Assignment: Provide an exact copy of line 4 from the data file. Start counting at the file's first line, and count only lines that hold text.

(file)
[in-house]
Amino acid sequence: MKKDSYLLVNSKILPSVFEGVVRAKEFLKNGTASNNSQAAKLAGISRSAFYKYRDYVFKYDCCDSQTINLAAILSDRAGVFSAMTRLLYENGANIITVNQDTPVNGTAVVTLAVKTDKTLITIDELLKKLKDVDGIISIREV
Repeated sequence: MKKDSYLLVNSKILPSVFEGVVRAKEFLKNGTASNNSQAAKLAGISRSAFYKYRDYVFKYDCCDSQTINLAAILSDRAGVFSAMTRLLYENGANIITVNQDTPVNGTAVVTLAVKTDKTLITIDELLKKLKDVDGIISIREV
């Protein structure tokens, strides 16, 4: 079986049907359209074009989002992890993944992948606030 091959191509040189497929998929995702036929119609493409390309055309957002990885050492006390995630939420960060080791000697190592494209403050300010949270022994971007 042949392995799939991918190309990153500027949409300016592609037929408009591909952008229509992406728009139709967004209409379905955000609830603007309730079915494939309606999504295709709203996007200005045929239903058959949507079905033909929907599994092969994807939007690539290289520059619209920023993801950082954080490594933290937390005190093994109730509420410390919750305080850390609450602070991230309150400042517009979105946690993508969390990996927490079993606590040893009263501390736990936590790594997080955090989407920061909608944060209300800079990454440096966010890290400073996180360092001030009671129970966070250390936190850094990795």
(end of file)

């Protein structure tokens, strides 16, 4: 079986049907359209074009989002992890993944992948606030 091959191509040189497929998929995702036929119609493409390309055309957002990885050492006390995630939420960060080791000697190592494209403050300010949270022994971007 042949392995799939991918190309990153500027949409300016592609037929408009591909952008229509992406728009139709967004209409379905955000609830603007309730079915494939309606999504295709709203996007200005045929239903058959949507079905033909929907599994092969994807939007690539290289520059619209920023993801950082954080490594933290937390005190093994109730509420410390919750305080850390609450602070991230309150400042517009979105946690993508969390990996927490079993606590040893009263501390736990936590790594997080955090989407920061909608944060209300800079990454440096966010890290400073996180360092001030009671129970966070250390936190850094990795």